Wildfire Protection Resources

Wildfire protection is provided by the Mason Valley Fire Protection District. There is no established volunteer fire department in Weed Heights. Refer to Section 4.2 for more information on equipment and resources available.

Water Sources and Infrastructure

Water availability for fire suppression in Weed Heights includes:

  • Community wells;
  • 500 gpm hydrants within 1,000 feet of structures;
  • Water storage tanks; and the
  • Anaconda pit water that can be used as a helicopter dip site.

The community water system operates on gravity and electric pumps, with a backup diesel generator.

16.1.5 Factors Affecting Fire Behavior

Fuels along the Weed Heights interface were primarily salt desert shrub vegetation. Shrub species in the area included greasewood, spiny hopsage, Mormon tea, and shadscale. Ground fuels were composed of cheatgrass, Indian ricegrass, Russian thistle and bottlebrush squirreltail. Spacing between plants was generally between five and 20 feet with shrub heights of one to two feet. The fuel load was estimated at less than one ton per acre. Fuels around Weed Heights were considered to be a low hazard.

Weed Heights is surrounded by foothills and mountains to the west, and slopes within the community less than ten percent. The general aspect is to the east, and the predominant wind directions are from the west and southwest.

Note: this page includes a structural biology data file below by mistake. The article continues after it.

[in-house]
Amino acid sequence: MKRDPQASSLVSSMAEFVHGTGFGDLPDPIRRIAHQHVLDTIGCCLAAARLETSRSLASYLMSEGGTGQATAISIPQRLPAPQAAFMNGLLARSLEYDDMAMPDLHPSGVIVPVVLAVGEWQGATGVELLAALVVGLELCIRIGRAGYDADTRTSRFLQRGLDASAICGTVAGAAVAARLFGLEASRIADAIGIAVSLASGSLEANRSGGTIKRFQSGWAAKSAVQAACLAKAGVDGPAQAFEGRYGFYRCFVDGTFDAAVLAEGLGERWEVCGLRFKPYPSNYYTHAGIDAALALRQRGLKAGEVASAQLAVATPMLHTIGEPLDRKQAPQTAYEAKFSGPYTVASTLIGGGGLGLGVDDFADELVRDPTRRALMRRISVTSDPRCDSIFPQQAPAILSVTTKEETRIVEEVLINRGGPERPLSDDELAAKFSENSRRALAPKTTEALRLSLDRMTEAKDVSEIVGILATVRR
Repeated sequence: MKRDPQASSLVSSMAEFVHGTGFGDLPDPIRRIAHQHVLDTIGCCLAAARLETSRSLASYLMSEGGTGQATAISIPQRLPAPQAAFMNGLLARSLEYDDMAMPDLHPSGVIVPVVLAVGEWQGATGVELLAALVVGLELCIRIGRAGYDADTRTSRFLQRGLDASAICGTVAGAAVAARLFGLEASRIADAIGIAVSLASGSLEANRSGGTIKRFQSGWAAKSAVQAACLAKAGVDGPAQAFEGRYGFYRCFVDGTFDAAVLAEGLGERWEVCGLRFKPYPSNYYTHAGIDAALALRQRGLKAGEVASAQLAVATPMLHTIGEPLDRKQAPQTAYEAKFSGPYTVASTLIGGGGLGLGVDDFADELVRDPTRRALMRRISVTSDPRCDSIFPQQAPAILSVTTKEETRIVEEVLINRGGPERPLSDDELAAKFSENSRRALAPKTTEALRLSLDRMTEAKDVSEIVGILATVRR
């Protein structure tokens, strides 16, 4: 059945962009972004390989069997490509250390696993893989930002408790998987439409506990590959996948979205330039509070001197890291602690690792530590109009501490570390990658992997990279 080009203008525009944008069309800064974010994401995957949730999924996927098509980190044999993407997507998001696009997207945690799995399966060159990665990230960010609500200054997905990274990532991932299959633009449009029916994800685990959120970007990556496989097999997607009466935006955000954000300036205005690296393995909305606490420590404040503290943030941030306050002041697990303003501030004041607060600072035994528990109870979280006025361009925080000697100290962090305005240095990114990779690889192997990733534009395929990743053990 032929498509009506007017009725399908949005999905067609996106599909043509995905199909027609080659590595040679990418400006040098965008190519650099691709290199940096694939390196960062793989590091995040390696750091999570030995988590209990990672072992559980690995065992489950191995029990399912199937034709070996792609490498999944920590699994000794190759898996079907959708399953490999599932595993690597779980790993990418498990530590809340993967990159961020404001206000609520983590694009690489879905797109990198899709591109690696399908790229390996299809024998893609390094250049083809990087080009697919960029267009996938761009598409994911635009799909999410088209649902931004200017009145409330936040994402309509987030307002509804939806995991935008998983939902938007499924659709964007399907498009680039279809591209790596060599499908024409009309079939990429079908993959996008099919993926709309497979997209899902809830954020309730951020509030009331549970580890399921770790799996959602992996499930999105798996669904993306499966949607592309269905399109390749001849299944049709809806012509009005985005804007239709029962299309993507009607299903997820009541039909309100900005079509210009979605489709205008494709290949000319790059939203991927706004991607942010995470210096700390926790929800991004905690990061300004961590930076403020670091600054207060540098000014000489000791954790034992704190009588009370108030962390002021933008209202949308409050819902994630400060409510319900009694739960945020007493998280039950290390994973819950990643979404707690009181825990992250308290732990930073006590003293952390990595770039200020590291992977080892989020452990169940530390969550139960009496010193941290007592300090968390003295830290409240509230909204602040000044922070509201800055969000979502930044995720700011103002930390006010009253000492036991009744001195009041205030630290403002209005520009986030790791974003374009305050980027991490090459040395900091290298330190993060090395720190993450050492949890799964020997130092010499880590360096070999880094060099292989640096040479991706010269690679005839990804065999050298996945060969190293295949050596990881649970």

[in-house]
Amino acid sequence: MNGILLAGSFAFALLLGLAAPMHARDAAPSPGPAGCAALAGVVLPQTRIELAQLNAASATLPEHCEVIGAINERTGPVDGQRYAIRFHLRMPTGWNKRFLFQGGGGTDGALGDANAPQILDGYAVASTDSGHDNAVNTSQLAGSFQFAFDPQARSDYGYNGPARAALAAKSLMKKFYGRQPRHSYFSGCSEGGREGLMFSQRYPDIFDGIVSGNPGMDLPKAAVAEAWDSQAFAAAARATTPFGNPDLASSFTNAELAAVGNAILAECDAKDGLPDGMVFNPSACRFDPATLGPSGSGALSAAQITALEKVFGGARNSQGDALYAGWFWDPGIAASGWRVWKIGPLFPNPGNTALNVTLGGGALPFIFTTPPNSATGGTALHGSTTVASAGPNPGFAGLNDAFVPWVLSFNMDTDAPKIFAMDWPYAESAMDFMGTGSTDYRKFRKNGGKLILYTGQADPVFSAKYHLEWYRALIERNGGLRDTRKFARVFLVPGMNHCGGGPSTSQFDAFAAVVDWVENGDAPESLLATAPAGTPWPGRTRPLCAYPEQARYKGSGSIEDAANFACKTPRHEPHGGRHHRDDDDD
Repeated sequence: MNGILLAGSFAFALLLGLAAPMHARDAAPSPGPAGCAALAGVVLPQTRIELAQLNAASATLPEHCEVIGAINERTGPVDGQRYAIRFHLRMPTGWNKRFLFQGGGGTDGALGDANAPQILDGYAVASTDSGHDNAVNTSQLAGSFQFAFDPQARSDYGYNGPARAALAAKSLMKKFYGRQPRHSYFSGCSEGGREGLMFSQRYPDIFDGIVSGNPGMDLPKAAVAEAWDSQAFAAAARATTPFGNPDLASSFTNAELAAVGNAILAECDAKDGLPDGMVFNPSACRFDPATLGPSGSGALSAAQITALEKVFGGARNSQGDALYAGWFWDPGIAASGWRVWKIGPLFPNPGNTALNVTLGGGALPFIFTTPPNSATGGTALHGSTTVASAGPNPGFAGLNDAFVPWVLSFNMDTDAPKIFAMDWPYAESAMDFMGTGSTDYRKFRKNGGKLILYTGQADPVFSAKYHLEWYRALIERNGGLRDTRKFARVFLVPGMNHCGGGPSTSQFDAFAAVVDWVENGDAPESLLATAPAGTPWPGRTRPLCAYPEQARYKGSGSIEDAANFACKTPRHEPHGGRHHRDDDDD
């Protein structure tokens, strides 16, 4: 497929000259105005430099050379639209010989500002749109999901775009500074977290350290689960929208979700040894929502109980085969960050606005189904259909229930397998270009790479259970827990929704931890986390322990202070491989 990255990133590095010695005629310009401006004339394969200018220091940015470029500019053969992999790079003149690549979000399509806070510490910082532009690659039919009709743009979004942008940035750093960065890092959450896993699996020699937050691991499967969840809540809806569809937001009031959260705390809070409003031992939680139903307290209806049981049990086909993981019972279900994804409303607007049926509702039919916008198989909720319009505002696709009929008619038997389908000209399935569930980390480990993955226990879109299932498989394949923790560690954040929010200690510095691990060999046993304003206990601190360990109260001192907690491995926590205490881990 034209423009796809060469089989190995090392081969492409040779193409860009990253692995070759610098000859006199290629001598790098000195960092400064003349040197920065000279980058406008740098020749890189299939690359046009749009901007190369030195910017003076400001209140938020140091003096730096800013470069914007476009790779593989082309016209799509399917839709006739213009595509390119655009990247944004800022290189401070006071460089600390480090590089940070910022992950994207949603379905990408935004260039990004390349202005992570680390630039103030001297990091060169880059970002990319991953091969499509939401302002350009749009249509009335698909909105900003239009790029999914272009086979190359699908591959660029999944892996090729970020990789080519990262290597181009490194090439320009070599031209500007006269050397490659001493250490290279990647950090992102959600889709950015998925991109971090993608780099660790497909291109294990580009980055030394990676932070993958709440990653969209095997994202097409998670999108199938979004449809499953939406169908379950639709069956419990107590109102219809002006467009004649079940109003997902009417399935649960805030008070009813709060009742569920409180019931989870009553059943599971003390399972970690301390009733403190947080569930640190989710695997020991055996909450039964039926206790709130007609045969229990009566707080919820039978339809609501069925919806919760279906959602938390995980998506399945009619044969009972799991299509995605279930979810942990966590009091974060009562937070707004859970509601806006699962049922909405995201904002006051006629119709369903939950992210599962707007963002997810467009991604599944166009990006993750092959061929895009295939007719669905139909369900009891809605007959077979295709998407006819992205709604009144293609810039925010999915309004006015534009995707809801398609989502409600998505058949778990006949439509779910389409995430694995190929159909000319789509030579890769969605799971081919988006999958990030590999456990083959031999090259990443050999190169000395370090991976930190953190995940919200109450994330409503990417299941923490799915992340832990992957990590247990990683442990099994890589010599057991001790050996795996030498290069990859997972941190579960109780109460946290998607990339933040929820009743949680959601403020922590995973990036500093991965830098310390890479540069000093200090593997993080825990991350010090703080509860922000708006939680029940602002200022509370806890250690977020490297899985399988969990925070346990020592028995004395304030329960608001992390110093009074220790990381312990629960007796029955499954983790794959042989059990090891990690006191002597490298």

16.1.6 Fire Behavior Worst-case Scenario

The worst-case fire behavior scenario would likely occur on a high hazard day during the summer months, in an above-normal precipitation year that results in high cheatgrass production. A fire ignition west of the community could spread toward the community if driven by typical afternoon downslope west winds. Typical flames lengths in the fuel type around Weed Heights would be two to four feet with fire spread rates of 660 to 1,980 feet per hour. The light fuel load and associated fire behavior would facilitate fire suppression.

16.1.7 Ignition Risk Assessment

Weed Heights has a low risk of fire ignition. Mine tailings act as firebreaks on the east and north sides of the community.

16.2 Risk and Hazard Reduction Recommendations, Roles, and Responsibilities

The responsibility to keep a community fire safe falls not only on the local fire protection district but also on the residents of the community, businesses, and local governments. The recommendations for Weed Heights focus primarily on additional efforts that can be taken by community members and public agencies to increase wildfire safety through reduction of hazardous fuels. Other recommendations pertain to community coordination and public education efforts that could be undertaken to enhance fire safety in Weed Heights. The recommendations are detailed below and summarized in Table 16-1.